Home grown or home groan
by Terry Camsey, Major –
I wonder if you were able to see the United Kingdom’s Hendon Corps Band when they visited the territory recently.
It’s a large band of fifty musicians and, when I first saw their picture, I wondered whether the number related in some way to what I believe to have been the regulation maximum number for a band. When I was younger, there were some corps in England (one for sure) that had two corps bands because, I believe, of that regulation.
It seems a moot issue these days, doesn’t it, when many corps in this country struggle to retain (assuming they are interested in doing so) with a mere handful of players. And don’t believe that all is rosy in other territories where, apart from a few corps, there is a continuing challenge even to have a band with sufficient players to adequately function.
But back to the Hendon Band…how on earth can they be so blessed, when so many other corps, even in the UK, see declines that have been the trend for many years?
When in the UK a few years ago, I visited a corps that—in my youth—had a very capable band that broadcasted and recorded frequently. The number had dwindled to about seven, most in their seventies! They, like many corps over there (and over here for that matter) faced the problem of a changed community. In fact, walking around, you could easily think you were living in India—Caucasian faces were certainly a minority. One can easily see how long-term residents felt like strangers in their own land and moved away, trying to find a more comfortable cultural setting…while the faithful—though getting older—were continuing to commute to the corps in hope that revival and growth would take place, and that the future would again be like yesterday.
A few years ago, in the USA Musician, someone commented on how interesting it was that so many corps had brass band marches named after them. I couldn’t help responding that it would be even more interesting to see how many of those corps now had a band…or, more to the point, how many such corps still existed! For many, the march bearing their name stands as a gravestone to a past long gone.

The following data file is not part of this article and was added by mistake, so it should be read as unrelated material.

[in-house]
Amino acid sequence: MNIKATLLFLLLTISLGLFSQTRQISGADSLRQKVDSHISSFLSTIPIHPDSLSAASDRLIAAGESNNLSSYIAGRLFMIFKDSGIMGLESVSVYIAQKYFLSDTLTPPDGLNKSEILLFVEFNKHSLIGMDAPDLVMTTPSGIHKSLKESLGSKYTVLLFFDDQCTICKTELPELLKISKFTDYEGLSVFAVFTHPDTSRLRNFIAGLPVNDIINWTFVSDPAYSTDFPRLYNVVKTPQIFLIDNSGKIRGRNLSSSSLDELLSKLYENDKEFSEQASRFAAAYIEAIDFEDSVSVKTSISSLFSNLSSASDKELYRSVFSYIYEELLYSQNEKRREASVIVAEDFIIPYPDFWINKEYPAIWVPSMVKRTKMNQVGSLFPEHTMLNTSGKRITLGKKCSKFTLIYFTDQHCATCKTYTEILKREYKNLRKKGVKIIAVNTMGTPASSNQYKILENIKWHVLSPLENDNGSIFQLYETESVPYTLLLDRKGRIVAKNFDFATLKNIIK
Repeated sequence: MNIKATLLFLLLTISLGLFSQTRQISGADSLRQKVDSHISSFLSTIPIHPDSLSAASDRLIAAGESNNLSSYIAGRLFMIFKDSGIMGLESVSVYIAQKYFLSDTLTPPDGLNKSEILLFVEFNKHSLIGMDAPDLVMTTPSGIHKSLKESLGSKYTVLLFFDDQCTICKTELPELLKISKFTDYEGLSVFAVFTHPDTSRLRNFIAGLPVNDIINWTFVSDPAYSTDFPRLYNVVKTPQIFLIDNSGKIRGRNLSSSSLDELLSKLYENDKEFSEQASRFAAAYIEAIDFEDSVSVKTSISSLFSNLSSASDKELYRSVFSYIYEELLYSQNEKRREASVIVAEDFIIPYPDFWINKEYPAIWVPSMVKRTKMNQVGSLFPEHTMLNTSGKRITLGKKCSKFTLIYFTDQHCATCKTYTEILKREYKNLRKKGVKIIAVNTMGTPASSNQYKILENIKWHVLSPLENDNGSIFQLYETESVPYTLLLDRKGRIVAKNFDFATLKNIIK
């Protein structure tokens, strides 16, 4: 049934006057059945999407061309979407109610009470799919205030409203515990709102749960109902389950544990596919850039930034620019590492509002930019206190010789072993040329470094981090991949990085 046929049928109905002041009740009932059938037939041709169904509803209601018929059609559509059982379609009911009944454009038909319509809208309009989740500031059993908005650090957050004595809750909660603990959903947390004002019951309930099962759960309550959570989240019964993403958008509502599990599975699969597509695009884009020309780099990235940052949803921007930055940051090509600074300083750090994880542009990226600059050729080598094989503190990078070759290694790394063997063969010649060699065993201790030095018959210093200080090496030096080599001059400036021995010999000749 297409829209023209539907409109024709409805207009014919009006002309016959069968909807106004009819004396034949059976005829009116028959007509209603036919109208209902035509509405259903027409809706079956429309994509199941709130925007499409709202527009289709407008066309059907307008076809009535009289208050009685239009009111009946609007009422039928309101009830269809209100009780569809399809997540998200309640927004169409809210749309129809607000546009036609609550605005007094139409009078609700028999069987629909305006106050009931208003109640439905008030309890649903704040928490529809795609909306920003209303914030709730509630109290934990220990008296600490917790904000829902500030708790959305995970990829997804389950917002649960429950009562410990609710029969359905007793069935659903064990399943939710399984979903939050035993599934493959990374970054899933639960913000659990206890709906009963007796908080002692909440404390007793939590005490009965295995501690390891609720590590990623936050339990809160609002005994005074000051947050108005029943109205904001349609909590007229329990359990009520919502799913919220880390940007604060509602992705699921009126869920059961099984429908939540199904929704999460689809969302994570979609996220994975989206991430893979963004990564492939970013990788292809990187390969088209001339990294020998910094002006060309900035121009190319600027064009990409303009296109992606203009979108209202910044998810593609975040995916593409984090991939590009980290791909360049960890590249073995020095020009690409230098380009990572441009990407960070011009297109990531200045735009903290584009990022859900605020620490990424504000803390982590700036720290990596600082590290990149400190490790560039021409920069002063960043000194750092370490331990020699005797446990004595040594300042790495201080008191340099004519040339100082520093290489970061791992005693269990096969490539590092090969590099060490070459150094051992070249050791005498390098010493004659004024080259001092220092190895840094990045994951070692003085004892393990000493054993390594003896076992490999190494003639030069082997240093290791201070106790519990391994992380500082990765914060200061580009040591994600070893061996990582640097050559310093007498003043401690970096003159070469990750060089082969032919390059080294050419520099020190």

I know, I know…you are wondering why I am so morbid, and also what in the world this has to do with the Hendon band. It’s this…
…apart from their impressive playing, and talented soloists, it was the number of young people in the band that caught my interest…the fruit of young people’s bands that the corps has promoted and nurtured for many years. Unlike many corps in England that have relied on talented players (raised in YP bands of other corps) transferring in—a source that now, it seems, is drying up—this band is substantially home grown; a tribute to a corps that has its priorities right, and where its young people are truly seen as “the Army of tomorrow” and not just a “temporary Army” of young people just passing through.
It’s a lesson for many corps (and I am not talking just in a band context here), although corps that have good music sections are much less likely to lose young people in their early teens. If we want an Army in the future, we are going to have to do a lot more to not only attract, but also to unconditionally love, keep and develop young “inheritors” of our future. We need an “Heir Force” in our Army!!
If we don’t, perhaps we’ll continue to hear of more “home groans” than of “home growns”!